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Country studies

Understanding economic inequalities across a wide range of high-income countries, each with their own institutions and policies, can provide insights that focussing on only one country cannot. Some countries may look particularly unequal in one dimension, but not in others, leading us to think carefully about the measurement of inequalities. A careful comparison of the experience of many countries can substantially broaden the scope for learning about the role of different potential policies and of social and demographic factors.

The aim of the Country Studies project – a parallel project to the IFS Deaton Review – is to examine a broad set of inequalities in a coherent framework across the major economies of Europe and North America and how they have changed in recent decades, including through the COVID-19 pandemic. Led by Richard Blundell, Jonathan Cribb, and James Ziliak, we aim for this to provide a major source of comparative international research on economic inequality.

Each country has written a comprehensive report into the evolution of labour market and income inequalities, and their interactions with education and gender in particular. We examine how social changes – such as the labour market position of women, higher levels of formal education, rising levels of immigration – have affected different countries and different forms of inequalities. And how the changes to the tax and benefit system have acted to dampen, or increase, household income inequalities. These reports were launched in November 2023.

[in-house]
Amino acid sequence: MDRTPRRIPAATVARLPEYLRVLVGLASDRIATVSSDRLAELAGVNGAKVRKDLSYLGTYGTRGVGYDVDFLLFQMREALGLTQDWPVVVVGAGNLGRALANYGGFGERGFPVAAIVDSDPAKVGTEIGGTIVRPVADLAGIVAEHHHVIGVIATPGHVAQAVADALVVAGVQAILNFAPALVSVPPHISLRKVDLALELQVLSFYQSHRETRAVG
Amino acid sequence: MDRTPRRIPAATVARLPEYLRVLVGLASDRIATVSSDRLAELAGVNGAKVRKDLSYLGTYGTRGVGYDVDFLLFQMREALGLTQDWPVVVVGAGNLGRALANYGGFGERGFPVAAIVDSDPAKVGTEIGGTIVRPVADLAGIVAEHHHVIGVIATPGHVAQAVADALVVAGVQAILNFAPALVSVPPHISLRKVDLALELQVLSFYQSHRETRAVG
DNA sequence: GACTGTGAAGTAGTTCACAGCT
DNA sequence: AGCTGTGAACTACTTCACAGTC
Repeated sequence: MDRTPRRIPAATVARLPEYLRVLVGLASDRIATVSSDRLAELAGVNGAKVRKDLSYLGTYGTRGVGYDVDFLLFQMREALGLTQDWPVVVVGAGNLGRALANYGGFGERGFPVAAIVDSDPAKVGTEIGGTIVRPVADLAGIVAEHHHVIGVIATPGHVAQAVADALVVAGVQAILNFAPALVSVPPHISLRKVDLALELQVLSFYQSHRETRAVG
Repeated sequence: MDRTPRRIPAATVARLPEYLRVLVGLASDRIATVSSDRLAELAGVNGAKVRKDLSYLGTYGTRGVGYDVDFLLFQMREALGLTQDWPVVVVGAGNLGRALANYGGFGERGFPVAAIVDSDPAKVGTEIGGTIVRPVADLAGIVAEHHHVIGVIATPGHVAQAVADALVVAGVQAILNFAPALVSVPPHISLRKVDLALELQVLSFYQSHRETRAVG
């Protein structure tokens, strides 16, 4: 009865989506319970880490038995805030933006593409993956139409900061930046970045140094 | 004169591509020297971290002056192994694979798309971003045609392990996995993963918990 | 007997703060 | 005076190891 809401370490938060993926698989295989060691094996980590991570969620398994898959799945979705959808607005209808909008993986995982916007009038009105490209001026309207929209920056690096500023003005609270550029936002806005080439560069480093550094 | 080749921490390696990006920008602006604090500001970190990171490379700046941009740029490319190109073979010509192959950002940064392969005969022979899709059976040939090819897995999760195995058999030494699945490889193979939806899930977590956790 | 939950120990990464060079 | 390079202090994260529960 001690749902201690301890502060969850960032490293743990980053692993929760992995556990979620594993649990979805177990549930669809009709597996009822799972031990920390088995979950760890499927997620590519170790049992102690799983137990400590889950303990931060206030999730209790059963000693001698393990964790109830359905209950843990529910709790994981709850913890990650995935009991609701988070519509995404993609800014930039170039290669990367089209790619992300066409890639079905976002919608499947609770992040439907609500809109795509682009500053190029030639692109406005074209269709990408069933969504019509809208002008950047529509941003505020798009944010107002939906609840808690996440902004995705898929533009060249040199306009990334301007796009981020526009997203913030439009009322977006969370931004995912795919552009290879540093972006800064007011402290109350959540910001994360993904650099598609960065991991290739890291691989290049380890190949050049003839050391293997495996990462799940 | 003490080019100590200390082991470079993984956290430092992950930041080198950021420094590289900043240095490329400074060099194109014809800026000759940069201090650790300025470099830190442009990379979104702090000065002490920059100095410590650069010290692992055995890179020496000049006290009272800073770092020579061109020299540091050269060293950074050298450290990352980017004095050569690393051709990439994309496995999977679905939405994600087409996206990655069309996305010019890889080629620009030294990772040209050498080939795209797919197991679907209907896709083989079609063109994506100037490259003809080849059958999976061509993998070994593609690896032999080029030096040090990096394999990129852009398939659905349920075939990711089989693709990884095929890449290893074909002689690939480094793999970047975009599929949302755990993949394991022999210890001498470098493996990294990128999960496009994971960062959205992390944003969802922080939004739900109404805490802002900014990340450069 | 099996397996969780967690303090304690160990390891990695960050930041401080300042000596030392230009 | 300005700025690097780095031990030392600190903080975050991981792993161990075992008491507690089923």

During 2024 we will in addition publish short academic summary papers on key lessons that can be drawn form each country’s experience of inequality, and publish synthesis papers which draw together key findings from across the project.

In addition to funding from the Nuffield Foundation, which supports the IFS Deaton Review, we are grateful to have received funding through a “Trans-Atlantic Platform” grant, supported by funding agencies from Canada (Social Sciences and Humanities Research Council), Finland (Academy of Finland), France (Agence Nationale de la Recherche), Germany (Bundesminisiterium für Bildung and Forshcung), United Kingdom (Economic and Social Research Council), and the United States (National Science Foundation). The overall Principal Investigator for this project is James Ziliak (University of Kentucky), supported by the lead researchers for each of the other five funded countries.